Disease Information for Status epilepticus

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Clinical Manifestations
Signs & Symptoms
Tachycardia/Fast heart rate
Piloerection/goosebumps sign/skin
Bowel/Stool Incontinence
Stroke syndrome/signs
Urine Incontinence
Acutely ill patient/signs
Compliance failures/Patient issues
Fever
Fever Febrile Possible
Fever, high
Flu-Like Syndrome
High body temperature
Clinical Presentation & Variations
Presentation/High Temperature No Infection
Disease Progression
Course/Acute
Course/Acute only
Course/Catastrophic presentation/onset
Course/Eventual terminal event/death possible
Course/Potentially lethal/untreated
Lethal Potential
Demographics & Risk Factors
Established Disease Population
Patient/Epilepsy
Occupational Factors
Setting/Intensive/postop/cardiac care unit
Laboratory Tests
Abnormal Lab Findings (Non Measured)
Acute inflammatory markers elevated (Lab)
CPK Extreme levels/MB fraction < 5" (Lab)
Transaminase elevation (Lab)
Very High CPK
Abnormal Lab Findings - Decreased
Lactic acid/Lactate (Lab)
pO2, arterial blood (Lab)
Abnormal Lab Findings - Increased
Aldolase, serum (Lab)
ALT (SGPT) (Alanine transferase) (Lab)
Anion gap (Lab)
Aspartamine aminotransferase (SGOT, AST) (Lab)
AST (SGOT) (aspartamine transferase) (Lab)
Carbon Dioxide Total Content/CO2
CK-MM (Lab)
CPK/CK/Creatine kinase/Creatine phosphokinase (Lab)
Glucose, blood (Lab)
Lactic acid/Lactate (Lab)
Lactic Dehydrogenase (LDH LH) (Lab)
PCO2, arterial blood (Lab)
pH, arterial blood (Lab)
Phosphate Serum (Lab)
Potassium, serum (Lab)
URINE Myoglobin
Diagnostic Test Results
Other Tests & Procedures
Lumbar puncture/Increased CSF pressure/LP test
Electrodiagnosis
EEG/Seizure activity abnormality
Pulse oximetry/low O2 saturation
Associated Diseases & Rule outs
Rule Outs
Cerebral vascular accident
Coma/Unconscious
Eclampsia of pregnancy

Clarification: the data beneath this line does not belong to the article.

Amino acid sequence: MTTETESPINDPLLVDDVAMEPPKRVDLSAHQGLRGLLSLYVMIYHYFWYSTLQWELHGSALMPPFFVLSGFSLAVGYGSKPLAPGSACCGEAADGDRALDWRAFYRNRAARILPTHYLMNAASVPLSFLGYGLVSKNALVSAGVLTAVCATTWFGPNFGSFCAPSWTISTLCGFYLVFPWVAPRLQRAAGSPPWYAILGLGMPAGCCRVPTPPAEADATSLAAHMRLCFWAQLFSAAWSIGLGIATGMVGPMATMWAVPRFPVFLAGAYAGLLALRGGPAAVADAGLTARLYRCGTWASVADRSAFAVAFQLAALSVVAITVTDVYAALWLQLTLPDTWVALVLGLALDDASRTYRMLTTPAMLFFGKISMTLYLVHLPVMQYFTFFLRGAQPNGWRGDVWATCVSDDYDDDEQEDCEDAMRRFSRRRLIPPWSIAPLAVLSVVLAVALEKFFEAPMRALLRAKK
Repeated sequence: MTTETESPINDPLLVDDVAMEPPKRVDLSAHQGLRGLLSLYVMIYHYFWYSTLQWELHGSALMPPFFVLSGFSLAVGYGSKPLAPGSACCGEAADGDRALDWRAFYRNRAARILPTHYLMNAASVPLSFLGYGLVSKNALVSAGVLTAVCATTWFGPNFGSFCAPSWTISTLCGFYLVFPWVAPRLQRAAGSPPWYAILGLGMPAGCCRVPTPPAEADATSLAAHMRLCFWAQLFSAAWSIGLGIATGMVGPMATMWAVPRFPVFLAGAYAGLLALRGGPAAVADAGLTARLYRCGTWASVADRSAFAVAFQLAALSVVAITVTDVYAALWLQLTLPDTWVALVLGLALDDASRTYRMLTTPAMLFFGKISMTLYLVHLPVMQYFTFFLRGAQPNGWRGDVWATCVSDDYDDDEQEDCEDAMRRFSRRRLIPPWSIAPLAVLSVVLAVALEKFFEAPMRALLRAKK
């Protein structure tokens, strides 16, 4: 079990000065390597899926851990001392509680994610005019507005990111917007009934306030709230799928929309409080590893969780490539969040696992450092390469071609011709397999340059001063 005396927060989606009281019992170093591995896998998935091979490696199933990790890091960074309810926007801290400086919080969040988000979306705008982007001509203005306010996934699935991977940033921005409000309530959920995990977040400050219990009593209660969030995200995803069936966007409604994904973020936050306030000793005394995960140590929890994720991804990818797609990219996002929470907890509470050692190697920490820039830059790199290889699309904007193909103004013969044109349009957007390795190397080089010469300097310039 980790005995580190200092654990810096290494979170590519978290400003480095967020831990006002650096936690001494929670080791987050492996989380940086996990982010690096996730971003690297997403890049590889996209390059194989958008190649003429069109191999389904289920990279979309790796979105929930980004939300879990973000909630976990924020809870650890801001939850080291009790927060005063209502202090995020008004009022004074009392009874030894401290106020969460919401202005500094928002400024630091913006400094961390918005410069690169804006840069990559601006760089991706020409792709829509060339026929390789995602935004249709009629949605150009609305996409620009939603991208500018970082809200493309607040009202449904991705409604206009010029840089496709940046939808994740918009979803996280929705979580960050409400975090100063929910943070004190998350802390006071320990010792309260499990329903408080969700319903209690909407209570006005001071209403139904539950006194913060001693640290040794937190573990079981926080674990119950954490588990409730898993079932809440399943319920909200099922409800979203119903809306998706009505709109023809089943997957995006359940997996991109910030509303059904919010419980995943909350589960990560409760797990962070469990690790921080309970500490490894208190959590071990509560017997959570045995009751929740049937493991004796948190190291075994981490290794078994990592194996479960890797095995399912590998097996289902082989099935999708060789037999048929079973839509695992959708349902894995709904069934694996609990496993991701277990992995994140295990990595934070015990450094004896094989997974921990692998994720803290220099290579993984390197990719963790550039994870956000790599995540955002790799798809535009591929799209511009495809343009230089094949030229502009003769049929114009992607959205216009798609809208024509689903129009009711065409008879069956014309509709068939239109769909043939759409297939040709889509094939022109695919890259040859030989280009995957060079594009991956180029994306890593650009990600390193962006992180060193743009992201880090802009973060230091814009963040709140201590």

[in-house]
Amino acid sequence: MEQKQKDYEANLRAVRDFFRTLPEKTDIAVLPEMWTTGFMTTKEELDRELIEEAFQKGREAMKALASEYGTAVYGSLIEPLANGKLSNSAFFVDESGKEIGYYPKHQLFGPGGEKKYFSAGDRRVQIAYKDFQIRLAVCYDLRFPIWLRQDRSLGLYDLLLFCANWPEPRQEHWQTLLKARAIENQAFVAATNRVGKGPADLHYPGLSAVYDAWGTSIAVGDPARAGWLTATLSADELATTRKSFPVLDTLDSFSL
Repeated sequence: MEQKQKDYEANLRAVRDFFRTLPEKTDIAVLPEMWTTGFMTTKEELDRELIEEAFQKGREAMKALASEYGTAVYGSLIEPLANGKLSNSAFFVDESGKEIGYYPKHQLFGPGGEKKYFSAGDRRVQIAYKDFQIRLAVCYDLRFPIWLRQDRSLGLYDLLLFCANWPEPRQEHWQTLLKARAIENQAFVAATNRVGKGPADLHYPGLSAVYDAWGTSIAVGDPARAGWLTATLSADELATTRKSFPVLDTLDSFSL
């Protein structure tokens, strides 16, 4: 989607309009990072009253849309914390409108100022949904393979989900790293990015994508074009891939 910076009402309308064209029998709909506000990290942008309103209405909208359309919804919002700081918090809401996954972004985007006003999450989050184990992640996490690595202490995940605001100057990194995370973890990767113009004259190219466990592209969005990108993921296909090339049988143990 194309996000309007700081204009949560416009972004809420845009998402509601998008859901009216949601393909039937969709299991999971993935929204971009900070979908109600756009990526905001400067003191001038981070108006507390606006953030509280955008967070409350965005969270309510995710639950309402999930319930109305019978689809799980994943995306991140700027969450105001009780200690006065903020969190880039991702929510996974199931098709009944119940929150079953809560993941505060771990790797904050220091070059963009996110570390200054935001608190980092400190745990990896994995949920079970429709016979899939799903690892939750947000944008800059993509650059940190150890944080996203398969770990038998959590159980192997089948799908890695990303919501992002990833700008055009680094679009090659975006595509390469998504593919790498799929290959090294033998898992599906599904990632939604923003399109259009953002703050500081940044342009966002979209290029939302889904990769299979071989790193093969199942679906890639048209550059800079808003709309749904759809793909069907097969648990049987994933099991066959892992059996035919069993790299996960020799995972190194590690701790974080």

Tetanus
Associated Disease & Complications
Acidosis
Acidosis, metabolic
Acute Tubular Necrosis
Anal Incontinence
Apnea
Aspiration
Death Outcome
Death/Unanticipated
Encephalopathy/postanoxic
Hypercapnea Hypercarbia
Hyperglycemia
Hyperkalemia
Hyperphosphatemia
Hyperpyrexia
Hyperthermia
Hypoglycemia
Hypoxemia
Hypoxia, systemic
Lactic acidosis
Metabolic Acidosis with High Anion Gap
Myoglobinuria
Pneumonia, aspiration
Pulmonary edema/non-cardiogenic
Respiratory failure/Pulmonary insufficiency
Rhabdomyolysis
Seizure disorder (epilepsy)
Status epilepticus
Disease Mechanism & Classification
Class
CLASS/Neurologic (category)
Pathophysiology
Pathophysiology/Excess heat production
Pathophysiology/Uncontrolled muscle contraction
Pathophysiology/CSF Pressure Increased
Pathophysiology/Epileptiform/epileptic disorder
Pathophysiology/Lung Ventilation Neuromuscular
Process
PROCESS/Complicating disorder (ex)
PROCESS/Vegetative-Autonomic/Endocrine (category)
Treatment
Drug Therapy - Indication
RX/Anticonvulsants
RX/Barbiturate
RX/Diazepam (Valium)
RX/Diazepam (Valium) injection (acute)
RX/Lorazepam (Ativan)
RX/Midazolam (Versed)
RX/Pentobarbital (Nembutal)
RX/Phenobarbital
RX/Phenytoin
RX/Sedation
Other Treatments
TX/General anesthesia/as treatment.
TX/Intensive care management
TX/Medical emergency
TX/Restraint
Definition

A prolonged seizure or seizures repeated frequently enough to prevent recovery between episodes occurring over a period of 20-30 minutes; The most common subtype is generalized tonic-clonic status epilepticus, a potentially fatal condition associated with neuronal injury and respiratory and metabolic dysfunction; Some are in COMA status with Nonconvulsive forms include petit mal status and complex partial status, which may manifest as behavioral disturbances; Simple partial status epilepticus consists of persistent motor, sensory, or autonomic seizures that do not impair cognition ( EPILEPSIA PARTIALIS CONTINUA); Subclinical status epilepticus generally refers to seizures occurring in an unresponsive or comatose individual in the absence of overt signs of seizure activity-----(From N Engl J Med 1998 Apr 2;338(14):970-6; Neurologia 1997 Dec;12 Suppl 6:25-30)-----------

Common in ICU/CCU patients especially in hypoxic CNS injury, those with remote seizure history, and evident ocular movement abnormalities; treatment is usually Lorazepam or other Benzodiazepines; This can be a lethal disorder

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External Links Related to Status epilepticus
Google
Wikipedia
Merck
Images
PubMed (National Library of Medicine)
NGC (National Guideline Clearinghouse)
Medscape (eMedicine)
Harrison's Online (accessmedicine)
NEJM (The New England Journal of Medicine)
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